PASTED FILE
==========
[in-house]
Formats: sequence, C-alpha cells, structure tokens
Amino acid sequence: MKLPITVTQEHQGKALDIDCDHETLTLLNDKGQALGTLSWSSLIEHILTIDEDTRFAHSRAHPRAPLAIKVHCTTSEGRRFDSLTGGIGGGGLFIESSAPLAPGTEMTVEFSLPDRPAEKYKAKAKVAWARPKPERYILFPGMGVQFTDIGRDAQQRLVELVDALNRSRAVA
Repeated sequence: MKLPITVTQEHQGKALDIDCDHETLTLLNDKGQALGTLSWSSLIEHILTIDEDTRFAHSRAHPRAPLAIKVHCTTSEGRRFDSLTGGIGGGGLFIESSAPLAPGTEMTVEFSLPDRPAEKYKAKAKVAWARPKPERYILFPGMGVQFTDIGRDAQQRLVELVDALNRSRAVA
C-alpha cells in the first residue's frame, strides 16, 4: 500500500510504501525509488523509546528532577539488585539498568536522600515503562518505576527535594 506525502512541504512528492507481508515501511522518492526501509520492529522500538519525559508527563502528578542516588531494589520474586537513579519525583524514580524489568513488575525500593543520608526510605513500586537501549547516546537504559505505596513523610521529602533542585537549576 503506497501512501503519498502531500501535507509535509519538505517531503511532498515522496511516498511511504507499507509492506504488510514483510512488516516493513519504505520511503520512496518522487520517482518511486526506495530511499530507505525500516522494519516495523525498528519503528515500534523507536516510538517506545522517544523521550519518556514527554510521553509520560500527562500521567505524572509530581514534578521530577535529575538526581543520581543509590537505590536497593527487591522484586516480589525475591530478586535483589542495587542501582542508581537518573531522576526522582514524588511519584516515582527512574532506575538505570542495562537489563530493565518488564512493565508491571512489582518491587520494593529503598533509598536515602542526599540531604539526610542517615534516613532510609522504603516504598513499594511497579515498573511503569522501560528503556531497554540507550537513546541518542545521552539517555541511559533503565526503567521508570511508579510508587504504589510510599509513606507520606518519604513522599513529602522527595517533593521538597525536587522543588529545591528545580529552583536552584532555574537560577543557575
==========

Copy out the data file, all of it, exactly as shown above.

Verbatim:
[in-house]
Formats: sequence, C-alpha cells, structure tokens
Amino acid sequence: MKLPITVTQEHQGKALDIDCDHETLTLLNDKGQALGTLSWSSLIEHILTIDEDTRFAHSRAHPRAPLAIKVHCTTSEGRRFDSLTGGIGGGGLFIESSAPLAPGTEMTVEFSLPDRPAEKYKAKAKVAWARPKPERYILFPGMGVQFTDIGRDAQQRLVELVDALNRSRAVA
Repeated sequence: MKLPITVTQEHQGKALDIDCDHETLTLLNDKGQALGTLSWSSLIEHILTIDEDTRFAHSRAHPRAPLAIKVHCTTSEGRRFDSLTGGIGGGGLFIESSAPLAPGTEMTVEFSLPDRPAEKYKAKAKVAWARPKPERYILFPGMGVQFTDIGRDAQQRLVELVDALNRSRAVA
C-alpha cells in the first residue's frame, strides 16, 4: 500500500510504501525509488523509546528532577539488585539498568536522600515503562518505576527535594 506525502512541504512528492507481508515501511522518492526501509520492529522500538519525559508527563502528578542516588531494589520474586537513579519525583524514580524489568513488575525500593543520608526510605513500586537501549547516546537504559505505596513523610521529602533542585537549576 503506497501512501503519498502531500501535507509535509519538505517531503511532498515522496511516498511511504507499507509492506504488510514483510512488516516493513519504505520511503520512496518522487520517482518511486526506495530511499530507505525500516522494519516495523525498528519503528515500534523507536516510538517506545522517544523521550519518556514527554510521553509520560500527562500521567505524572509530581514534578521530577535529575538526581543520581543509590537505590536497593527487591522484586516480589525475591530478586535483589542495587542501582542508581537518573531522576526522582514524588511519584516515582527512574532506575538505570542495562537489563530493565518488564512493565508491571512489582518491587520494593529503598533509598536515602542526599540531604539526610542517615534516613532510609522504603516504598513499594511497579515498573511503569522501560528503556531497554540507550537513546541518542545521552539517555541511559533503565526503567521508570511508579510508587504504589510510599509513606507520606518519604513522599513529602522527595517533593521538597525536587522543588529545591528545580529552583536552584532555574537560577543557575